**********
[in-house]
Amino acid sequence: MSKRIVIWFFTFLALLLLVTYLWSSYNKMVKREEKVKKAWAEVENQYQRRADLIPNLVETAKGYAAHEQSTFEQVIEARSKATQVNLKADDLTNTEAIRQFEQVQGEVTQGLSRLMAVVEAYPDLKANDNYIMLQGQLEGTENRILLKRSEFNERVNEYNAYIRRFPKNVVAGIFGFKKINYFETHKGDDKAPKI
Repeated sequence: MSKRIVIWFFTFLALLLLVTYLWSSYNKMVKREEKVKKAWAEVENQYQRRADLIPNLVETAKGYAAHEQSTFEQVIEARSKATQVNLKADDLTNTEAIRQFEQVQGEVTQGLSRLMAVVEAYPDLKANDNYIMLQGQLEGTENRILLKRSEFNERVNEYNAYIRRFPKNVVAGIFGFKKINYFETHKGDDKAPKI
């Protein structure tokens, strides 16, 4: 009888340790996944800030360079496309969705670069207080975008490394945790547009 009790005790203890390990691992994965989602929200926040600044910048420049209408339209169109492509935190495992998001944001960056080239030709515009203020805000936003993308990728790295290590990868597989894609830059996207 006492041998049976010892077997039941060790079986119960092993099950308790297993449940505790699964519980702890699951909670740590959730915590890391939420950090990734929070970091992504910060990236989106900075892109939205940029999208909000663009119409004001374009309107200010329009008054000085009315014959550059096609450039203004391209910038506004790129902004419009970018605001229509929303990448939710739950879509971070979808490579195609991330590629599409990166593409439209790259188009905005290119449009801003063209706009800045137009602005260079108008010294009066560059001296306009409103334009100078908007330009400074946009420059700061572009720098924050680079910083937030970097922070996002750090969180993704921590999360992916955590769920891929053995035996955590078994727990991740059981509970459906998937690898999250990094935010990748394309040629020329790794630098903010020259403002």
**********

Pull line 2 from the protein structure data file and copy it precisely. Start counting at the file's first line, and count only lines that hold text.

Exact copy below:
Amino acid sequence: MSKRIVIWFFTFLALLLLVTYLWSSYNKMVKREEKVKKAWAEVENQYQRRADLIPNLVETAKGYAAHEQSTFEQVIEARSKATQVNLKADDLTNTEAIRQFEQVQGEVTQGLSRLMAVVEAYPDLKANDNYIMLQGQLEGTENRILLKRSEFNERVNEYNAYIRRFPKNVVAGIFGFKKINYFETHKGDDKAPKI